Previous literature has shown that attitudes and preferences are intergenerationally transmitted from parents to their children. We contribute to this literature by analyzing whether gender role attitudes are also transmitted across cultural boundaries, i.e., from immigrants to natives. Focusing on mixed couples, we examine whether the gender role attitudes of foreign-born mothers-in-law can explain the fertility and labor supply decisions of native US women. Our results reveal that womens labor market participation is significantly positively related to the gender role attitudes in her mother-in-laws country of origin. Employing a new identification strategy, we show that this finding is due to the intergenerational transmission of gender norms rather than other unobservable characteristics of the mother-in-laws country of origin. These results suggest that the cultural values held in their source country do not only influence the behavior of immigrants and their descendants, but can also affect the labor force participation of native women. We do, however, not find evidence that intergenerationally transmitted gender role attitudes affect the fertility behavior of native women.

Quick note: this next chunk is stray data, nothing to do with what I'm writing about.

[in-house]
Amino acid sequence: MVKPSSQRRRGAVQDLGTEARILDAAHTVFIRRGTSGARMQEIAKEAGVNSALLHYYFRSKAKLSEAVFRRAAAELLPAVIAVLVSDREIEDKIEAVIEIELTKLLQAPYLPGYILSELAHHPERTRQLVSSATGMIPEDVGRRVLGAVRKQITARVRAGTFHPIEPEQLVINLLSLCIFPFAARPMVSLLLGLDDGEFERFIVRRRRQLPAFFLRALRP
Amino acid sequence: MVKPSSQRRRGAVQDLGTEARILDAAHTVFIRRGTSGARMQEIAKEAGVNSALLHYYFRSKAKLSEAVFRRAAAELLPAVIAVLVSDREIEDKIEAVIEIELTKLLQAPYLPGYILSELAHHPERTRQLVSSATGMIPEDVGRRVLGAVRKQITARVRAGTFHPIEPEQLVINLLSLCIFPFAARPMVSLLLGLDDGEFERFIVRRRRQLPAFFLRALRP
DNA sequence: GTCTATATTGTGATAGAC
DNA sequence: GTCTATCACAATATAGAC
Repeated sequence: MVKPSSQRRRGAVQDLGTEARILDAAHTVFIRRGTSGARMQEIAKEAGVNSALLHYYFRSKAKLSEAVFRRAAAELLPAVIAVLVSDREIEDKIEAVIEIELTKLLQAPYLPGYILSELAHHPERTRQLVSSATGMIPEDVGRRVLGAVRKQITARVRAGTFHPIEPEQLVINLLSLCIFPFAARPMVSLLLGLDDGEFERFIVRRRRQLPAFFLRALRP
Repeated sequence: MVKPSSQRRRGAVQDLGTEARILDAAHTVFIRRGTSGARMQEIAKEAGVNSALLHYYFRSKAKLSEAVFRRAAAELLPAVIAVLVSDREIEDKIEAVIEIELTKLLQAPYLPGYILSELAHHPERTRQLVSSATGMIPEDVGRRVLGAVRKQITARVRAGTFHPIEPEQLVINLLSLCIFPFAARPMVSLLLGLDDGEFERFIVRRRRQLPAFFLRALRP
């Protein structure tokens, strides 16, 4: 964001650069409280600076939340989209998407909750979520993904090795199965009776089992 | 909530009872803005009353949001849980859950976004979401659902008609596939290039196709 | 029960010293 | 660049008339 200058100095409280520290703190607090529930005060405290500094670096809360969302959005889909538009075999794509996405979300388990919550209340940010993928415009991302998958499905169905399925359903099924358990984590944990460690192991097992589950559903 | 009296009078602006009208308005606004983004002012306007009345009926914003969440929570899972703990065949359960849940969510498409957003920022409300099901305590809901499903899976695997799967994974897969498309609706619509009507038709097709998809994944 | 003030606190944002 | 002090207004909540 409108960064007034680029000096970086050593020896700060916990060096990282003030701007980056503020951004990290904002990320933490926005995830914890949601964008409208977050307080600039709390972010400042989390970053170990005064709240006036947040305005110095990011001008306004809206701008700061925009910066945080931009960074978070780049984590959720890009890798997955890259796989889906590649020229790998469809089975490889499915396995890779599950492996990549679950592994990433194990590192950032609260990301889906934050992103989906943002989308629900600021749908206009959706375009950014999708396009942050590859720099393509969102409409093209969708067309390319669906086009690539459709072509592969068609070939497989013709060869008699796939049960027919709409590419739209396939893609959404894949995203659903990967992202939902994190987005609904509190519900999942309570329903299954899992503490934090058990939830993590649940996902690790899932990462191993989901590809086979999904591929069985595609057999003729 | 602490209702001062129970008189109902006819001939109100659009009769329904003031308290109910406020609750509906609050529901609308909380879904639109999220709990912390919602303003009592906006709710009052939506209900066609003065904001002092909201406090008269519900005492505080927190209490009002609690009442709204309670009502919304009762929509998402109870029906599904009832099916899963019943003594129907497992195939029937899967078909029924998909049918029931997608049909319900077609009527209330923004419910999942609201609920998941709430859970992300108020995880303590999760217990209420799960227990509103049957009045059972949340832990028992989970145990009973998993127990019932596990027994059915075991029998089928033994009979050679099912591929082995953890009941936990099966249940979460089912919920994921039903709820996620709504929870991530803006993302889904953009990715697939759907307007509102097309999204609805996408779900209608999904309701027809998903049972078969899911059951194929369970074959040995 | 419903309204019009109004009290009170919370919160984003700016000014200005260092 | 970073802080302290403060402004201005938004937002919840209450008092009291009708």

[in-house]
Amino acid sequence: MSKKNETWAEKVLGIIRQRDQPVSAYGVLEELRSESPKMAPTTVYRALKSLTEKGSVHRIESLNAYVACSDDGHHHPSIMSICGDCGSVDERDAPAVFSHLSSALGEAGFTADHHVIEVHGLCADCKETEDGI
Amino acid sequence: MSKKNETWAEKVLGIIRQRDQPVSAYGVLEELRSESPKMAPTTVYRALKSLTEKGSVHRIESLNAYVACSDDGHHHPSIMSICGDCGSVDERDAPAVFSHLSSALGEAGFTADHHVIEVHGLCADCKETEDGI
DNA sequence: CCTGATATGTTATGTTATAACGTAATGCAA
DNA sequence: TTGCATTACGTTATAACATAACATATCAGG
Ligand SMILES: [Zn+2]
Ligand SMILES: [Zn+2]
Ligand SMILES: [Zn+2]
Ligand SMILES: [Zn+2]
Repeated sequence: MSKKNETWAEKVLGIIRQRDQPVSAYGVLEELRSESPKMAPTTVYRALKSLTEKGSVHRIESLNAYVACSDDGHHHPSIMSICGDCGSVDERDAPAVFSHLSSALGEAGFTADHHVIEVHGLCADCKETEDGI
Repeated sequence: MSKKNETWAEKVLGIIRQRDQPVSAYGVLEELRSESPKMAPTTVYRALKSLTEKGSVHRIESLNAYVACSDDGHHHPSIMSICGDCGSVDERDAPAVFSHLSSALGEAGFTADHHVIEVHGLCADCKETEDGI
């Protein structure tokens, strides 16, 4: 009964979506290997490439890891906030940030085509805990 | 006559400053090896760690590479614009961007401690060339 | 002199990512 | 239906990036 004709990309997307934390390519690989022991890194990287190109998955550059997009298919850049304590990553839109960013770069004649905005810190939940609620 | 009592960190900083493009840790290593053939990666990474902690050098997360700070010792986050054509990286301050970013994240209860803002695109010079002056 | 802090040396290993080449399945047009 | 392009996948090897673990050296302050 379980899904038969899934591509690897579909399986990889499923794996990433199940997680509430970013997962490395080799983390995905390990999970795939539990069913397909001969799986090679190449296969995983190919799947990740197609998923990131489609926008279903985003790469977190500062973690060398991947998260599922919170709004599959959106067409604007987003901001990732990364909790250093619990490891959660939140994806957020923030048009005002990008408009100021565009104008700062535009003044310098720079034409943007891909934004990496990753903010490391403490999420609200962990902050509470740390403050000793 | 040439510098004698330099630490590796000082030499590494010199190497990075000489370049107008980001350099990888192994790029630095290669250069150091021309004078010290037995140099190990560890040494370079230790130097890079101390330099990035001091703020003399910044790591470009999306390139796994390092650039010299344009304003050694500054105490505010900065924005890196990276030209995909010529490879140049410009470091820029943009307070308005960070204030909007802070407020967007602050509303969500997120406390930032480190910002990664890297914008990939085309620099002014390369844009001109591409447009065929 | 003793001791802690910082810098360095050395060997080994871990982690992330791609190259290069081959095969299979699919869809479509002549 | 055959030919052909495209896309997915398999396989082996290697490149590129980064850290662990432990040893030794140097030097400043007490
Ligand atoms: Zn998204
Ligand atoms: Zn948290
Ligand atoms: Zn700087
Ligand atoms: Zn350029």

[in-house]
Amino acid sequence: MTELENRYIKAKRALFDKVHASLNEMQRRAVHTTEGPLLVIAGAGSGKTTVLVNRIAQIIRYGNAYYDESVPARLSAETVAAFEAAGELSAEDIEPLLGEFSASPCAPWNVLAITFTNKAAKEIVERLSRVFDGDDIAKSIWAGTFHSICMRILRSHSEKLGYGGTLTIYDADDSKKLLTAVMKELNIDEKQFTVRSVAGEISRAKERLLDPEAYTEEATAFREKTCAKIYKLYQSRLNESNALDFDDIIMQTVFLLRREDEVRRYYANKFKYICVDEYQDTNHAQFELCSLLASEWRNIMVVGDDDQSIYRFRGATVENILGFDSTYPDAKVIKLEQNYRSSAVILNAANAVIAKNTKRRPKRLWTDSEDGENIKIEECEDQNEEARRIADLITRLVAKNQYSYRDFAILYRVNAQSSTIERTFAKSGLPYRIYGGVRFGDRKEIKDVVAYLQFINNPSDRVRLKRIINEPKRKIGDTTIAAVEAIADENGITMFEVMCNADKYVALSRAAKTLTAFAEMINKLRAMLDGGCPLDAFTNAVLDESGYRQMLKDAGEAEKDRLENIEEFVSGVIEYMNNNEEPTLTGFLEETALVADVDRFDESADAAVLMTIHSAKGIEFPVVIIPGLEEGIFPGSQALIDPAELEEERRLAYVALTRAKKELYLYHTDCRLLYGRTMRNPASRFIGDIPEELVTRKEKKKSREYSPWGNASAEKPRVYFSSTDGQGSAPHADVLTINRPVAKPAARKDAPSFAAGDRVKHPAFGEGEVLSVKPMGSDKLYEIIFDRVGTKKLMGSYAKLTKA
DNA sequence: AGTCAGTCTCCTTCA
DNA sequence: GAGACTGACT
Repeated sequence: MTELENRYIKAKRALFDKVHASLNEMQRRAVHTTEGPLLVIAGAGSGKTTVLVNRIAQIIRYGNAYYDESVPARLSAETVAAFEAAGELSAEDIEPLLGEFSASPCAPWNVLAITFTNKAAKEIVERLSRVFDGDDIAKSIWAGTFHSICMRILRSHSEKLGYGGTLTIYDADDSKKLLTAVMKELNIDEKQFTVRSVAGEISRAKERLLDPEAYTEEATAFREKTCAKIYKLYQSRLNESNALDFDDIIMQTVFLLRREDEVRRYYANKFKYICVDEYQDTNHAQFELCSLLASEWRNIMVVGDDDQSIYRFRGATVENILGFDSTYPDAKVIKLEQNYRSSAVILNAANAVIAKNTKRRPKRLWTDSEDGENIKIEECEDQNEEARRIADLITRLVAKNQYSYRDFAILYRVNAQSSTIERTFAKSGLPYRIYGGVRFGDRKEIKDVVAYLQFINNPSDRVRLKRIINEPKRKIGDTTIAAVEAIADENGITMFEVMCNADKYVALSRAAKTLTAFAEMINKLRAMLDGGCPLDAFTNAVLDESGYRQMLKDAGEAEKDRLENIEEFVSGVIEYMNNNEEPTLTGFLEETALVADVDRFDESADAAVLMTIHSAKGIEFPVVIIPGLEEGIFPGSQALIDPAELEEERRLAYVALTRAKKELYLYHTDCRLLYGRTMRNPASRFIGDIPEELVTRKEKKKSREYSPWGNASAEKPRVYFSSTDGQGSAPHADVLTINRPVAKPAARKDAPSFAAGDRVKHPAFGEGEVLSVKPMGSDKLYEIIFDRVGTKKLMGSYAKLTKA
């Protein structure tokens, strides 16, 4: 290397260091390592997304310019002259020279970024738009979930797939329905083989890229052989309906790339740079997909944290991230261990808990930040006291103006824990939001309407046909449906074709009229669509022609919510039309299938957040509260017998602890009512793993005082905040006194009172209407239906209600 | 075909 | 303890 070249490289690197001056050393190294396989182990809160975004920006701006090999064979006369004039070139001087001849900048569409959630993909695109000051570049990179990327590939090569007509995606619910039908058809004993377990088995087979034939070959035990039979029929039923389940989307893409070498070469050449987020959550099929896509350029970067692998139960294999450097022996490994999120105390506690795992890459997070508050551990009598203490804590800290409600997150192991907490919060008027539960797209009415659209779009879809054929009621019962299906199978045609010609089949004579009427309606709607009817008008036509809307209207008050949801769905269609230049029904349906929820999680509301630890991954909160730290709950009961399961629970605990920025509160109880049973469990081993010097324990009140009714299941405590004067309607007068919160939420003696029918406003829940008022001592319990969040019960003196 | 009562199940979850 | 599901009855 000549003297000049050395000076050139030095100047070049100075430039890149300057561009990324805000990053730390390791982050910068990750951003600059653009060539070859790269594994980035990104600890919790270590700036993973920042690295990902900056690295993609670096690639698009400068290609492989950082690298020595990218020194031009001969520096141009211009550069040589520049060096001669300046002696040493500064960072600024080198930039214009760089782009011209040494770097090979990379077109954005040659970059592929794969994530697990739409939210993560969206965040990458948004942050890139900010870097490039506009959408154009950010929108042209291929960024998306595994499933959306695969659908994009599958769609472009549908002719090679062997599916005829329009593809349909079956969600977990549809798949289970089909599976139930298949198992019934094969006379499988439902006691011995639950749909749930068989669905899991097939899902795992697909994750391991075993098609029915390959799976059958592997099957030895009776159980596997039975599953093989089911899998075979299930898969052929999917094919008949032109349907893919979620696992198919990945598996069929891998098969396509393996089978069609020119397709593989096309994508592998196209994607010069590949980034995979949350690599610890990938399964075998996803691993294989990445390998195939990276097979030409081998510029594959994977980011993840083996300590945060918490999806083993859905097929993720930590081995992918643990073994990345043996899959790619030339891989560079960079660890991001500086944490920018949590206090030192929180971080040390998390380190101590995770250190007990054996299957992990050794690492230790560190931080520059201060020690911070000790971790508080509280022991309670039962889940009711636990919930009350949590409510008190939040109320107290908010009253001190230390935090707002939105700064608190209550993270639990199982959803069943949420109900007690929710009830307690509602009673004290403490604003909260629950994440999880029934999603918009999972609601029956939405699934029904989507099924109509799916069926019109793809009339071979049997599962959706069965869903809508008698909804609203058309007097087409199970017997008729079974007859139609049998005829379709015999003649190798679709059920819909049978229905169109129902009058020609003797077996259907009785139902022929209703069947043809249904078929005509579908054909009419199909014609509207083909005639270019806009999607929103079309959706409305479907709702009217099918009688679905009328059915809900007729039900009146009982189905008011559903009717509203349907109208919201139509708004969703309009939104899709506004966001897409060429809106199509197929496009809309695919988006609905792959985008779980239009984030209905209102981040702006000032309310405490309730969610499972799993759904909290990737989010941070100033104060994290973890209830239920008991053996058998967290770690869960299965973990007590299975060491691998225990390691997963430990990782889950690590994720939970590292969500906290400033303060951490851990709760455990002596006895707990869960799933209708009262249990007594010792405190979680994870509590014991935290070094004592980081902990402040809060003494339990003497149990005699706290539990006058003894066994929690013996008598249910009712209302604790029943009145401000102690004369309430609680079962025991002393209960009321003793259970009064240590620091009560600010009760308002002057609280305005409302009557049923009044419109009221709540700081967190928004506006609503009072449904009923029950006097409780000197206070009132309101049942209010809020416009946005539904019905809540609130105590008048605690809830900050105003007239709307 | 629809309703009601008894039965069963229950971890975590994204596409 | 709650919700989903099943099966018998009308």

Das Dokument ist öffentlich zugänglich im Rahmen des deutschen Urheberrechts.